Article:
Every child and childhood has problems and difficulties along the way. Some children may get more than their fair share and some problems may be bigger than others but I believe we have to treat them in the same way.
As a parent, we have to understand our child is hurt, listen and offer support. But we shouldn’t allow that problem to shape them or to become an excuse for bad behaviour, not achieving or giving up.
Part of my job as a parent is to help my children have the strength to deal with the problems that they will encounter in life. I will support them but I will not be their crutch or allow them to have excuses. They have to develop means of surviving by themselves in that big bad world.
If you tell a child that they are a victim, they will stay a victim. You may not say it directly, but you can imply it by focusing on those that have hurt them in the past. If you say to your child, “I understand that you are insecure and scared because you were bullied in the past,” then surely you are re-enforcing that insecurity label, resulting in them being more likely to be a victim once more.
However, if you state, “You have dealt fantastically with the bullying in the past and I know you are strong enough to deal with …..”, you are giving them the self-belief that they are confident and independent, which will carry them forwards over the next hurdle life gives them.
By wrapping up our children under the term ‘support’, we can actually encourage them to be reliant on us and never deal with their own problems.
I do wonder if some parents actually subconsciously desire this. They may be lonely and have only their child so wish them to stay close to them. But they are not allowing them to fly independently. They are clipping their wings to make them emotionally reliant on them, which won’t help the child when they are an adult.
Of course I believe in supporting my children. But I also believe in enabling them to be able to support themselves. We shouldn’t protect a child so much that they can’t protect themselves. We should enable our children to be able to be resilient against the attacks of others.
Tasha and Kaiya went through a very difficult time Two Years Ago When My World Fell Apart and I am currently paying for them to have counselling to be able to talk through the events. But I have consciously not over-compensated or said that they have issues because of their father as this would lead them to believe that they are victims of his behaviour. They are not victims; they are children who have experienced something negative (as have thousands of other children).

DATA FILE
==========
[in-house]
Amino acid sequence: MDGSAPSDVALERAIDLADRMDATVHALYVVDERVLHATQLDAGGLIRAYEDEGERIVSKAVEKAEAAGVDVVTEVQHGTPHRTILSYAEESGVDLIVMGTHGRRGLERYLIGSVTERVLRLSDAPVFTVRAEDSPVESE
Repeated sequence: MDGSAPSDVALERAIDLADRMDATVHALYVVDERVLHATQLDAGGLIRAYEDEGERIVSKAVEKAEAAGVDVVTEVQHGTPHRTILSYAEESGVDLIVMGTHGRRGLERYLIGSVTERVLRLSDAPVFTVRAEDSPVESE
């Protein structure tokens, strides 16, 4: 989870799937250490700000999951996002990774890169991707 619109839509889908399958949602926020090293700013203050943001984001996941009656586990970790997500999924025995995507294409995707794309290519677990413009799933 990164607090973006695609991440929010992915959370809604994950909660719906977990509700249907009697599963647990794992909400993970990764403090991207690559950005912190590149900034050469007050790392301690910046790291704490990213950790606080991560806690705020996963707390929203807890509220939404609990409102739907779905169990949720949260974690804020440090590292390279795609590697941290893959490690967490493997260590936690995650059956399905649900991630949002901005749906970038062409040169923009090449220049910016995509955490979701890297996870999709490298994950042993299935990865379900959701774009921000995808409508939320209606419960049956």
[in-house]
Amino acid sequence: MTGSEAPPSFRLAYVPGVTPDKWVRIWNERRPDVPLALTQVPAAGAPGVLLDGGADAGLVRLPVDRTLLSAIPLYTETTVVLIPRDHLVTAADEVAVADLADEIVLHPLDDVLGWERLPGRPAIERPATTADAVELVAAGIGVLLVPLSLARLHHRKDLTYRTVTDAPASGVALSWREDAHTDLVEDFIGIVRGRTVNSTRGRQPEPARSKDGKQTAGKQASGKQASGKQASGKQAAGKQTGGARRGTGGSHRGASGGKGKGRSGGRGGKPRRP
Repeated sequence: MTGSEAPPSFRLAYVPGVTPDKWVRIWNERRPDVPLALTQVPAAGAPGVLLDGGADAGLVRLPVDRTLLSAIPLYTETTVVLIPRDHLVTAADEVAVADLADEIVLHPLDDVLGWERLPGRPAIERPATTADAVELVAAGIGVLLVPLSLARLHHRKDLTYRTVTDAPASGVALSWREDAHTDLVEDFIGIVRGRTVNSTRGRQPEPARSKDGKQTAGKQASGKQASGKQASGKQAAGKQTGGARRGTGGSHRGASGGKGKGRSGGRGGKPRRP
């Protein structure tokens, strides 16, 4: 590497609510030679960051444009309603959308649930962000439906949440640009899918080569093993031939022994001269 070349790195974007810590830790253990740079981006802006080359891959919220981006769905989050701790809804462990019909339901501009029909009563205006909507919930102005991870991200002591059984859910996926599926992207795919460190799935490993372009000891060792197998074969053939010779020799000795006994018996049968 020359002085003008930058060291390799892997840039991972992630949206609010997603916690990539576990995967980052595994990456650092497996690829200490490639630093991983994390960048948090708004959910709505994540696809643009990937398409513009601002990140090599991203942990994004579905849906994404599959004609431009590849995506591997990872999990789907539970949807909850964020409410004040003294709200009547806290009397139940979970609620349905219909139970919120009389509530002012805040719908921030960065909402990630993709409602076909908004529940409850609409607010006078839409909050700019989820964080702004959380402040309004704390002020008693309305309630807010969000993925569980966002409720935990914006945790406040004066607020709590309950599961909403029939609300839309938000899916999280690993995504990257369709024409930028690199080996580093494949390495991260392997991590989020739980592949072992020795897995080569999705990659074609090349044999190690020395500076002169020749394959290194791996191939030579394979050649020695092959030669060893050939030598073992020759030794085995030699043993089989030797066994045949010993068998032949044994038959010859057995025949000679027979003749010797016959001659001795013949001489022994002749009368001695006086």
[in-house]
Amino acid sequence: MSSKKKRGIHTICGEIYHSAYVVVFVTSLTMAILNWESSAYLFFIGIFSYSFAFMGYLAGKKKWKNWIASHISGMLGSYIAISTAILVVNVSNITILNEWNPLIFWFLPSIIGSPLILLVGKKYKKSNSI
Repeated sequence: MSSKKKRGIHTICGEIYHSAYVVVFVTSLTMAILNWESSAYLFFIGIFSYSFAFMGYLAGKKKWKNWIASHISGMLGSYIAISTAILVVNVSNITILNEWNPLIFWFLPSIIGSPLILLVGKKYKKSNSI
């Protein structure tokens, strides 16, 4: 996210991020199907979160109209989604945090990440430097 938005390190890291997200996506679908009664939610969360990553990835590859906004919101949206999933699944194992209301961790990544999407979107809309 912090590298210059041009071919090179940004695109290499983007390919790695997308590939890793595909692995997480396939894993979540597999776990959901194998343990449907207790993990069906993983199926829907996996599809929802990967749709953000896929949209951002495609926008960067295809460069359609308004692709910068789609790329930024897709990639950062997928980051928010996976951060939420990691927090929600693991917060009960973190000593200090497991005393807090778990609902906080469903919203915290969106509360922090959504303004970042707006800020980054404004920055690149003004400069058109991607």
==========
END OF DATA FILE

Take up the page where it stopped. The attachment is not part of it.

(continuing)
If this comes across as cruel parenting, then so be it. But my children will be strong, motivated and fulfilled adults with the knowledge that they can overcome whatever life throws at them. I won’t allow them to feel sorry for themselves or have an excuse for their actions. They have to take responsibility for their own actions.
Michael, my eldest, demonstrated this on the day that he was in the house when my ex came in drunk, shouting and swearing at me. He subsequently witnessed the police arriving and arresting his father. Less than three hours later, Michael took his A Level final exam. There was no talk of him not doing it or consideration of using his father as an excuse if he failed. His failure or success was purely down to him on that day.
Two months after the exam, Michael found out that he passed with flying colours and I was immensely proud of him.
I am not saying that he was unaffected by the events – of course he was upset and shaken up. But he had the inner resources to be able to acknowledge and manage those emotions in order to be successful.
Too often I hear adults blaming their actions on others, complaining about what life throws at them, yet not changing anything about their circumstances. They still haven’t learnt to take responsibility and are still perceiving themselves as the victim, waiting for someone to come and support them. Yet, as adults, we have to be independent and make our own choices.
If we don’t support our children to be able to be able to manage life’s knocks and treat them as victims of those who hurt them, we create adults who also see themselves as victims and remain unhappy and unfulfilled.
For your children’s sake, don’t let them see themselves as helpless victims of others’ actions. Give them the strength and resilience to allow them to fly for themselves.